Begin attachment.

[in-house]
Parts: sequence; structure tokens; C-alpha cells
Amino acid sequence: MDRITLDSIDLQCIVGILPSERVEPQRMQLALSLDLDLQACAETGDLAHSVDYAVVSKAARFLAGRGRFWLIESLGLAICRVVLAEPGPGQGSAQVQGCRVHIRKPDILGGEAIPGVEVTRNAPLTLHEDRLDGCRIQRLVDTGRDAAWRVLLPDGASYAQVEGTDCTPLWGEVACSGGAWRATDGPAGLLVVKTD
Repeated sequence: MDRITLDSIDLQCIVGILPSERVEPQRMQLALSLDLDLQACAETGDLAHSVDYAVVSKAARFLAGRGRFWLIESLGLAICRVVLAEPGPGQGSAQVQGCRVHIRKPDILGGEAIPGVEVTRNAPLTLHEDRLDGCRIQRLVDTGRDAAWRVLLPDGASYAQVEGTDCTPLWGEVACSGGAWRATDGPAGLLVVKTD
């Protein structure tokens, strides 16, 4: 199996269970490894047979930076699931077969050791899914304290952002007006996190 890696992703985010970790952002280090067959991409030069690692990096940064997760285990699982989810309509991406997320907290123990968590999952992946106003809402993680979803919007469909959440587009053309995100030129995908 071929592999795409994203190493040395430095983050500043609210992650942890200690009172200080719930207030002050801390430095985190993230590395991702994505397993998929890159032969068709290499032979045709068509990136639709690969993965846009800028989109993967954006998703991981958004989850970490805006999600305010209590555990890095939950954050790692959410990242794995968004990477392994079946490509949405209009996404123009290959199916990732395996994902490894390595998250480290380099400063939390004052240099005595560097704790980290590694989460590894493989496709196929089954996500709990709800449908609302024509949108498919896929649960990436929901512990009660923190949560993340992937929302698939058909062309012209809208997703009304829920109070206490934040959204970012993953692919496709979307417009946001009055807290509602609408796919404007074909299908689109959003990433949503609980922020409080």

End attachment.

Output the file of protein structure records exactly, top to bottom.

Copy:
[in-house]
Parts: sequence; structure tokens; C-alpha cells
Amino acid sequence: MDRITLDSIDLQCIVGILPSERVEPQRMQLALSLDLDLQACAETGDLAHSVDYAVVSKAARFLAGRGRFWLIESLGLAICRVVLAEPGPGQGSAQVQGCRVHIRKPDILGGEAIPGVEVTRNAPLTLHEDRLDGCRIQRLVDTGRDAAWRVLLPDGASYAQVEGTDCTPLWGEVACSGGAWRATDGPAGLLVVKTD
Repeated sequence: MDRITLDSIDLQCIVGILPSERVEPQRMQLALSLDLDLQACAETGDLAHSVDYAVVSKAARFLAGRGRFWLIESLGLAICRVVLAEPGPGQGSAQVQGCRVHIRKPDILGGEAIPGVEVTRNAPLTLHEDRLDGCRIQRLVDTGRDAAWRVLLPDGASYAQVEGTDCTPLWGEVACSGGAWRATDGPAGLLVVKTD
């Protein structure tokens, strides 16, 4: 199996269970490894047979930076699931077969050791899914304290952002007006996190 890696992703985010970790952002280090067959991409030069690692990096940064997760285990699982989810309509991406997320907290123990968590999952992946106003809402993680979803919007469909959440587009053309995100030129995908 071929592999795409994203190493040395430095983050500043609210992650942890200690009172200080719930207030002050801390430095985190993230590395991702994505397993998929890159032969068709290499032979045709068509990136639709690969993965846009800028989109993967954006998703991981958004989850970490805006999600305010209590555990890095939950954050790692959410990242794995968004990477392994079946490509949405209009996404123009290959199916990732395996994902490894390595998250480290380099400063939390004052240099005595560097704790980290590694989460590894493989496709196929089954996500709990709800449908609302024509949108498919896929649960990436929901512990009660923190949560993340992937929302698939058909062309012209809208997703009304829920109070206490934040959204970012993953692919496709979307417009946001009055807290509602609408796919404007074909299908689109959003990433949503609980922020409080």